Members of the Coppell Republican Women Club gather in September to mail postcards to encourage people to vote in the 2020 election. The Coppell Republican Women Club, cofounded by club President Kit Whitehill seeks to inform and educate women, as well as elect Republican candidates. (Photo Courtesy Kit Whitehill)

“I never thought I would be involved in politics,” Whitehill said. “But once I saw how important it was and what a difference it could make, being involved and engaged, I couldn’t be on the sidelines anymore. It’s important to be involved because of my children and my grandchildren. America is a fabulous country. I want it to stay that way. I want them to be able to have the same type of world I’ve enjoyed and the freedoms that I’ve been able to have.”

The club’s main goal is to support and elect Republican candidates, but it also seeks to inform women and support female candidates. In preparation for the 2020 election, its members have been canvassing, phone banking and fulfilling roles within the county as precinct chairs and election judges. 

“There’s been a big push, this time, by both parties, to register voters that haven’t been registered in the past,” Whitehill said. “So many things have come up because of COVID-19, and so many people have talked about possible overreach, and what our rights are. I am a very pro-life person, and I do look for candidates that feel that way. I am a conservative, fiscal responsibility is very important to me, and I look for candidates that exemplify that.”

To ensure safety at polling locations during the pandemic, the city will provide sanitation stations and train its judges and clerks to conduct the facility in the safest manner possible. Lines are required to be six feet apart, and cleaning services will be provided

“I don’t want fear to be manufactured over the idea that we’re not taking this seriously,” Pettinos said. “We’re taking every measure possible to make it a safe and conducive environment. I don’t think that it’s going to be anything more unusual than what we’re already experiencing when we grocery shop or we’re out conducting our business daily.”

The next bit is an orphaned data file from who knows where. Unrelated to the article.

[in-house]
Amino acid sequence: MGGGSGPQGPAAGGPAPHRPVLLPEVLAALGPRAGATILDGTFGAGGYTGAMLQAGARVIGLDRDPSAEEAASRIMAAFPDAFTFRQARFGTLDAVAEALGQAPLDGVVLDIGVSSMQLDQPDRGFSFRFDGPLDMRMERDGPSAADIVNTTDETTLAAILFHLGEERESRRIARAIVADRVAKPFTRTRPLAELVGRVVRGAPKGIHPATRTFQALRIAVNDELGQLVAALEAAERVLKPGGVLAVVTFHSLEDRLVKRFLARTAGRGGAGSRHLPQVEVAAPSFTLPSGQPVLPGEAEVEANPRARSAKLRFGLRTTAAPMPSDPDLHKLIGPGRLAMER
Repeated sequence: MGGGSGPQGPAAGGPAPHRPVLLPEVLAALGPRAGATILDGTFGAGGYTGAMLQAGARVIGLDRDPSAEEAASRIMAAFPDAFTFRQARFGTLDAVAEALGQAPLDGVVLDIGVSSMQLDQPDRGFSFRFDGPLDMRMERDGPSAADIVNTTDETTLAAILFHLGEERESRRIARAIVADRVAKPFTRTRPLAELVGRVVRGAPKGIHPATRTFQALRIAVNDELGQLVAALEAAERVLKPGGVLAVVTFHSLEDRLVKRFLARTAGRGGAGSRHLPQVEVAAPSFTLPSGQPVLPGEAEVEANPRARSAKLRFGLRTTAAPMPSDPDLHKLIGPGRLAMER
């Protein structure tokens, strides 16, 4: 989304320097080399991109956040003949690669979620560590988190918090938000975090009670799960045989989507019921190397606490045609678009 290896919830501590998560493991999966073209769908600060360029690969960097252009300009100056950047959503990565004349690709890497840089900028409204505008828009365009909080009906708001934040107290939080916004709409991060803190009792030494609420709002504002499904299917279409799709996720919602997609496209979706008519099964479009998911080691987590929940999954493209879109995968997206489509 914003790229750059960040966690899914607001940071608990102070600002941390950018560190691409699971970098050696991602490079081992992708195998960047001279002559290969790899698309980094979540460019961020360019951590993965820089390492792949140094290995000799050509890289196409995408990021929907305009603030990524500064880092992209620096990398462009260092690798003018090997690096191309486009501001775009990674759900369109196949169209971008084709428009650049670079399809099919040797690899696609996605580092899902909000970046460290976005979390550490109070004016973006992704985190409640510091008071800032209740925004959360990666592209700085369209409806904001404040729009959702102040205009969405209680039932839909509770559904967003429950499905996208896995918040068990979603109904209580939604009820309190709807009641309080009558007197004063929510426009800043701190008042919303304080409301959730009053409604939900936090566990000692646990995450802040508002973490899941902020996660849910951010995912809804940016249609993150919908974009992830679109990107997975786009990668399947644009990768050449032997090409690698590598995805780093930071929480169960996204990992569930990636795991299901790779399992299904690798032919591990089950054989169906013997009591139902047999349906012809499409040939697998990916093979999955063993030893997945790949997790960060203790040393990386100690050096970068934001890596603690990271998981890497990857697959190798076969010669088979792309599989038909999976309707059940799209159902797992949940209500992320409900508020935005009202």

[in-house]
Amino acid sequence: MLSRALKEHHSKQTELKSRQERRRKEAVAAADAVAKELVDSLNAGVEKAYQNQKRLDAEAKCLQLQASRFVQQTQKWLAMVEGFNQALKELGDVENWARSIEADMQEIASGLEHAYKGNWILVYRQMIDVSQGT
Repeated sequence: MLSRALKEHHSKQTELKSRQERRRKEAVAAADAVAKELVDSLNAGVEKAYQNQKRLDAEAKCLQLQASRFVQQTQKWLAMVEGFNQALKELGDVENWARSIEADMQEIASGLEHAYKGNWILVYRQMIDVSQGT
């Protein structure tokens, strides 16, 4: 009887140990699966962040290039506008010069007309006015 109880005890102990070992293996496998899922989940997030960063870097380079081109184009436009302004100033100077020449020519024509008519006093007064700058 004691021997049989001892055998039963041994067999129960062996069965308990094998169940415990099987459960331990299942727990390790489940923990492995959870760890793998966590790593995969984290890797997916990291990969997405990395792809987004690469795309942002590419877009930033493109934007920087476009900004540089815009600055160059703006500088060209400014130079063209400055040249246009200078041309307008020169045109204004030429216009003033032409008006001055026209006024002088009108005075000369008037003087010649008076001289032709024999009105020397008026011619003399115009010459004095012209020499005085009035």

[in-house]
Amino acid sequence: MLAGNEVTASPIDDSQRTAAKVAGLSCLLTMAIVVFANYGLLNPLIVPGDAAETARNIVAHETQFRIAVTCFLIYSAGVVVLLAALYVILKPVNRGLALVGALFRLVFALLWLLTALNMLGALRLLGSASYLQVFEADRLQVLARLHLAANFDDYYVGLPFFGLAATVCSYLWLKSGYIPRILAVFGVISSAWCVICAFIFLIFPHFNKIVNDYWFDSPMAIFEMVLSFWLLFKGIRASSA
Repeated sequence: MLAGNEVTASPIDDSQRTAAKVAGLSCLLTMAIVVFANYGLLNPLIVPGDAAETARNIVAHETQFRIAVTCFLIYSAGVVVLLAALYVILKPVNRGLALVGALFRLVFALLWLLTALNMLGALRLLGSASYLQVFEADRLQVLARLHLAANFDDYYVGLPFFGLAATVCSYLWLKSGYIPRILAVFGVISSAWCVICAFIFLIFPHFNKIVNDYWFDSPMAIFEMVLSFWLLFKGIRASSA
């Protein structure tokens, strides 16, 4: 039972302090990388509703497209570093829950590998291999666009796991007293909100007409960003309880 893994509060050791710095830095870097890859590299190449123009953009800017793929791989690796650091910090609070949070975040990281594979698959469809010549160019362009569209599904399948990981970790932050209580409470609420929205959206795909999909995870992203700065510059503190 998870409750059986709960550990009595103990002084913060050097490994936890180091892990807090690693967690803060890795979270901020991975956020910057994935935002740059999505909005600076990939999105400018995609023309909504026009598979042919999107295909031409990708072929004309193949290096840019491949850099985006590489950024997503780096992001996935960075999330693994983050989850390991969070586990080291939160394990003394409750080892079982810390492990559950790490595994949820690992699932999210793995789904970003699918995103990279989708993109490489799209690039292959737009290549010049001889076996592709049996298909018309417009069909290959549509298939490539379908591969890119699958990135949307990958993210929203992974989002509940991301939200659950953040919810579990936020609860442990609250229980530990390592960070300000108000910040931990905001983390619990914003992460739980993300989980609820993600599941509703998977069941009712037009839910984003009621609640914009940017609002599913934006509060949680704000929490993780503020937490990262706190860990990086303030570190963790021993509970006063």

But once I saw how important it was and what a difference it could make, being involved and engaged, I couldn’t be on the sidelines anymore.”

— Kit Whitehill

Another issue that has arisen because of the pandemic is a predicted shortage of poll workers, or election clerks, particularly older Americans. Data collected by the Pew Research Center for the 2018 general election found that nationally, 58% of poll workers were 61 or older, including 27% that were 71 or older. According to the Center for Disease Control and Prevention (CDC), adults ages 65 or older are more susceptible to coronavirus

Koller decided to take a paid day off from his job on Election Day to serve as a poll worker. 

“The more poll workers we have, the more polling places can be open, and then we have more access to the ballot for everybody,” Koller said. “We need a lot more people my age, in their 40s, and people your age, teens, to step up and fill the void.”

Coppell is also recruiting high school students who are 16 years of age or older to participate in the electoral process by serving as student elections clerks at county polling locations. After completing the application, students will be trained and paid to work at their assigned polling location.

Coppell High School senior Emily Broome served as an election clerk for a local referendum on Nov. 5 at Town Center, where she checked in approximately 1,300 voters during her 15 hour day. According to Broome, the opportunity to participate in local elections while in high school was extremely valuable.

“It’s very important as a high school student to learn and get involved in our local community and politics because that’s a stepping stone to our government, cultural issues, college and beyond,” Broome said. “Even if some high schoolers don’t further pursue the path, the experience of being an elections clerk gives us the knowledge that we’re not necessarily taught in school about the voter registration process. It’s just so imperative that younger demographics start voting, because their voice matters, and getting that experience prior to whenever you’re able to vote is powerful.”  

To access their sample ballot, registered voters can visit The Dallas Morning News and League of Women Voters are two sources to learn about candidate positions prior to voting.

“Every vote in every race matters,” Whitehill said. “It’s sad to me that so few people, at times, vote, because so many people in the world don’t have that freedom and that privilege. It is a privilege, and it’s a responsibility. It’s our responsibility to get out and do that and if we don’t vote, we really can’t complain about what our elected officials are doing. I’m very proud to live here, and very thankful to live here and have the freedoms that we have.”